Istanbul court rejects acquittal plea of Bloomberg reporters, 36 others over story on Turkey's currency crisis

The Justice Palace in Istanbul on Sept 20, 2019. Reporters Kerim Karakaya and Fercan Yalinkilic have been accused of trying to undermine Turkey's economic stability.
The Justice Palace in Istanbul on Sept 20, 2019. Reporters Kerim Karakaya and Fercan Yalinkilic have been accused of trying to undermine Turkey's economic stability.PHOTO: AP

ISTANBUL (DPA) - An Istanbul court on Friday (Sept 20) rejected the acquittal request of two reporters from US news agency Bloomberg standing trial over a story in 2018 about Turkey's currency crisis.

Kerim Karakaya and Fercan Yalinkilic have been accused of trying to undermine Turkey's economic stability, Bloomberg said in June when the court accepted the prosecutor's indictment.

Thirty-six others, including renowned economist Mustafa Sonmez, were charged in the same case for their social media comments on the story dated Aug 10, 2018.

The charges carry jail sentences of two to five years.

In its first hearing on Friday, the court rejected the aquittal pleas of all 38 defendants, said Reporters Without Borders (RSF), which was observing the proceedings, and Sonmez. It set the next hearing for Jan 17, 2020.

The trial "has nothing to do with economics, it's a political trial with the aim to intimidate and silence" people, Sonmez told dpa by phone.

In June, banking regulator BDDK said it filed a criminal complaint to the Istanbul prosecutor's office on Aug 14, 2018, against the Bloomberg reporters for "damaging the reputation" of banks in Turkey.

The story in question was about how the authorities were responding to Turkey's biggest currency crisis since 2001, and mentioned BDDK's talks with banks.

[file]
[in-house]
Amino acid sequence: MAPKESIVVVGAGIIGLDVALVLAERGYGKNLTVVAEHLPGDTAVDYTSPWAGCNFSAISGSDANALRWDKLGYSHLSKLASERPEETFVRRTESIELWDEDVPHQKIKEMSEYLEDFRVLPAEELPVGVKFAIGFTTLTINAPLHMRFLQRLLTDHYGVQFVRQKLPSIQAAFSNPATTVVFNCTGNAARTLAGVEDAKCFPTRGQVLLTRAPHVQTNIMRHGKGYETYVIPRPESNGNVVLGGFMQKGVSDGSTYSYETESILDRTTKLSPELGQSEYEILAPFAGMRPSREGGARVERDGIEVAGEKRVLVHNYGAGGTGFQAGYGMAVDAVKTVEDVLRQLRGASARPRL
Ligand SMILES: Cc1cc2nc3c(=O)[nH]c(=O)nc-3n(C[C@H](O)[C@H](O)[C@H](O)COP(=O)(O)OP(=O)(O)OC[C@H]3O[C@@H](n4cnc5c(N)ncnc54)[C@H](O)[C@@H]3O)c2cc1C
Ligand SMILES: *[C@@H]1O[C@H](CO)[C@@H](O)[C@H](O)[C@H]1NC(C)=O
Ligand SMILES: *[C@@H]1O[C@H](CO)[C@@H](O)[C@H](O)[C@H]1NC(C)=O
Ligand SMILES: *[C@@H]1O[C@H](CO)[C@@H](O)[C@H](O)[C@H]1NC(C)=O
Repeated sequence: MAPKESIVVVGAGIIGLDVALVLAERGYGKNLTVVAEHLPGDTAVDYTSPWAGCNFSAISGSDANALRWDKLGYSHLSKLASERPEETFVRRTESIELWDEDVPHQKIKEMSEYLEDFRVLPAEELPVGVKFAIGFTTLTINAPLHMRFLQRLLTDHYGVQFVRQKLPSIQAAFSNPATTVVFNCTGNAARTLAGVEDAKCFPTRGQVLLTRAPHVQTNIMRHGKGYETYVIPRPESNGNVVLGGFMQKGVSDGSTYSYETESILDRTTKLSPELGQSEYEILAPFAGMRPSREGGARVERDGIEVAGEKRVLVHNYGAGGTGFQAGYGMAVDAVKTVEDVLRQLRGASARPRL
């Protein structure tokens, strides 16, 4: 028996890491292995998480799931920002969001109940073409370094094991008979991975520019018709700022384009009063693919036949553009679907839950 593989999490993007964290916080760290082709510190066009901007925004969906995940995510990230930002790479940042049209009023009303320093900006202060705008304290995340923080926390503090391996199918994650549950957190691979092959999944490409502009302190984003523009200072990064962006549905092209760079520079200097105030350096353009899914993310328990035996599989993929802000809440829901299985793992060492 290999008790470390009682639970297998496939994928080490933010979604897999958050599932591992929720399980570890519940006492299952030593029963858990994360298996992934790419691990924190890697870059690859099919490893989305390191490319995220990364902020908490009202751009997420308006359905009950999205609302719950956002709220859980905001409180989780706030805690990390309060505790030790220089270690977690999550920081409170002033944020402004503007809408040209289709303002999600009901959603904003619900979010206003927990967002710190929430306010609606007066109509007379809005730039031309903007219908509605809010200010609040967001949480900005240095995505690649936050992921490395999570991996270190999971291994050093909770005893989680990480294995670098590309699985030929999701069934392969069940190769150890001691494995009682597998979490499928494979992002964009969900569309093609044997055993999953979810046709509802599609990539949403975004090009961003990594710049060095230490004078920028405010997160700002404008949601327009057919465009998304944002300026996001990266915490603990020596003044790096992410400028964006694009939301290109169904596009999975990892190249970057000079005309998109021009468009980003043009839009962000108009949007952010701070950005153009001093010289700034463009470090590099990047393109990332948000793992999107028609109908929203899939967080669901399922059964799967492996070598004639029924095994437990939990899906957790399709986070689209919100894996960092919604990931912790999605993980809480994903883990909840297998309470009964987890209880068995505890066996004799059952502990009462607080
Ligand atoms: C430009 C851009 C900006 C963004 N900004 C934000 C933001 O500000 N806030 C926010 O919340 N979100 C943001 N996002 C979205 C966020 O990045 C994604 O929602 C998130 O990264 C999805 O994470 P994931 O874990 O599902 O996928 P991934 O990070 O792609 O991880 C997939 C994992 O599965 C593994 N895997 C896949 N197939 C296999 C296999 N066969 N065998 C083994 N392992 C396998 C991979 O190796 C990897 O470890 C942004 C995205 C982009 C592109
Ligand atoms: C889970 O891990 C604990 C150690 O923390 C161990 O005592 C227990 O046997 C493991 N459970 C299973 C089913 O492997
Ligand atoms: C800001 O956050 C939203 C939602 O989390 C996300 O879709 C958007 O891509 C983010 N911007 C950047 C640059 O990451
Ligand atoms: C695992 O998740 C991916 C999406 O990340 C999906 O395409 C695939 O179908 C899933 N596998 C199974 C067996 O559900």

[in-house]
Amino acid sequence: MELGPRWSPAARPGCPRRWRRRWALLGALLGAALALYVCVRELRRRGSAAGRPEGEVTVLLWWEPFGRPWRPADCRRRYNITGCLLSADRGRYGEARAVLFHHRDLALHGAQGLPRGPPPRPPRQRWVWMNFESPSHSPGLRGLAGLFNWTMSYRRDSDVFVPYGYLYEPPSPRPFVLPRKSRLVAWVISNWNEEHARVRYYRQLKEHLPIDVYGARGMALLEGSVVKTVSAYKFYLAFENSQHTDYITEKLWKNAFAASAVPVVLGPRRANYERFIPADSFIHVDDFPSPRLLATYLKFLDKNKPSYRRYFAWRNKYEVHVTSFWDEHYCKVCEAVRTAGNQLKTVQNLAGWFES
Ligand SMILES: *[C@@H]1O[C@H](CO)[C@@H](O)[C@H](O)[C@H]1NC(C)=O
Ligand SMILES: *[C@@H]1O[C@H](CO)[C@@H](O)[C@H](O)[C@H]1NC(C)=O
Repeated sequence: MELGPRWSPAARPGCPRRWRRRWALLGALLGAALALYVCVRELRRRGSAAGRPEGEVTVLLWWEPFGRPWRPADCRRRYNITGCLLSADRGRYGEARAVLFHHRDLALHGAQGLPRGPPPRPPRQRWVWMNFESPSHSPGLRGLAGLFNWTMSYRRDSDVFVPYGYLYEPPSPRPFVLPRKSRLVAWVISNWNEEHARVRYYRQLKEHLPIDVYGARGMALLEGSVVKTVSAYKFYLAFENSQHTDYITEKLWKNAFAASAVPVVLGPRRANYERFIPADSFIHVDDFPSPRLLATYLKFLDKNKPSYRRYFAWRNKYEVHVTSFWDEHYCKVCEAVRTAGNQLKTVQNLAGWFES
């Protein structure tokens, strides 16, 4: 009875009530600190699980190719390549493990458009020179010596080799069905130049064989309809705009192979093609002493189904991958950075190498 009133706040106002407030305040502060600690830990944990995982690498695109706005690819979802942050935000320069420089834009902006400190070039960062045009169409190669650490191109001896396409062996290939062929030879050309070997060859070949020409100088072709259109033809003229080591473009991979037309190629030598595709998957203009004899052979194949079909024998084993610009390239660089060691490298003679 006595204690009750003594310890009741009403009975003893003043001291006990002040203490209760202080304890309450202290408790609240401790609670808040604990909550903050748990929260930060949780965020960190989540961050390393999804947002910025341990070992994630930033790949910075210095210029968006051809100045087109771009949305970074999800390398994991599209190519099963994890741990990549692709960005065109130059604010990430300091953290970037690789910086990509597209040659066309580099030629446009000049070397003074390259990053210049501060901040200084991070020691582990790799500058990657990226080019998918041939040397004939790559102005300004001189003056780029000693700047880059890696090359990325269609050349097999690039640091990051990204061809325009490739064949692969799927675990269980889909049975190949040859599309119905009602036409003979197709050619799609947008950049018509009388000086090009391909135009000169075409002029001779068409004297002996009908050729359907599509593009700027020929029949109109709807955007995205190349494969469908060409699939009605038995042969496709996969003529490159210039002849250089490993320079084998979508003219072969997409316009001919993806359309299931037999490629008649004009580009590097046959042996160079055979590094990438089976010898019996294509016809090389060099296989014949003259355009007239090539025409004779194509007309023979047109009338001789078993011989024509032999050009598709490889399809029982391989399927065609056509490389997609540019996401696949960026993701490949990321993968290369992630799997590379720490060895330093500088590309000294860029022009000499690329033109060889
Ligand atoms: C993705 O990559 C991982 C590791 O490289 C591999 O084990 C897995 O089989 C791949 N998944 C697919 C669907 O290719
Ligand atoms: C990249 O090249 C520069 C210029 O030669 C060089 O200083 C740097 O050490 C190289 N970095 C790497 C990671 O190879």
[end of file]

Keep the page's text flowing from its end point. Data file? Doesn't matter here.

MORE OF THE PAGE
Sonmez described the indictment as "garbage". BDDK said it will take "necessary legal means in the future against similar publications" that could "damage the reputation of our banks and our economy" and "create an impression of weakness in our country's banking and finance system".

According to Sonmez, the BDDK complaint was initially about the Bloomberg journalists, but the prosecutor "arbitrarily" added others who commented on the story because the authorities were "dissatisfied with the criticism".

The journalists denied any wrongdoing. Sonmez said the court rejected the acquittal pleas as not everyone had presented their defence and some documents were missing.

"These absurd charges must be lifted," said media watchdog RSF as the trial started.

"We continue to fully support our two journalists, at today's hearing and in any future proceedings," said Bloomberg editor-in-chief John Micklethwait.

"They've been indicted for accurately and objectively reporting on highly newsworthy events," Mr Micklethwait added. "We are committed to them and to press freedom and hope that the judiciary will do right by acquitting them."

In April, President Recep Tayyip Erdogan criticised Western media - and singled out the Financial Times by name - for falsely reporting on the state of the country's economy.

"Western media outlets are trying to depict our country as if it has collapsed," Mr Erdogan said then.

 

"No matter what you do, no matter what headlines you use in your newspapers, Turkey stands firm and will continue on its way, growing stronger," he continued.

The lira lost 40 per cent of its value against the dollar last year, following a trade row with the United States.

Turkey has jailed dozens of journalists and shut down several media houses since a 2016 coup attempt. The major share of broadcasters and newspapers are close to Mr Erdogan and his ruling Justice and Development Party (AKP).

"Turkey remained the world leader in jailing journalists. An estimated 175 journalists and media workers are in pretrial detention or serving sentences for terrorism offences," Human Rights Watch said in its World Report 2019.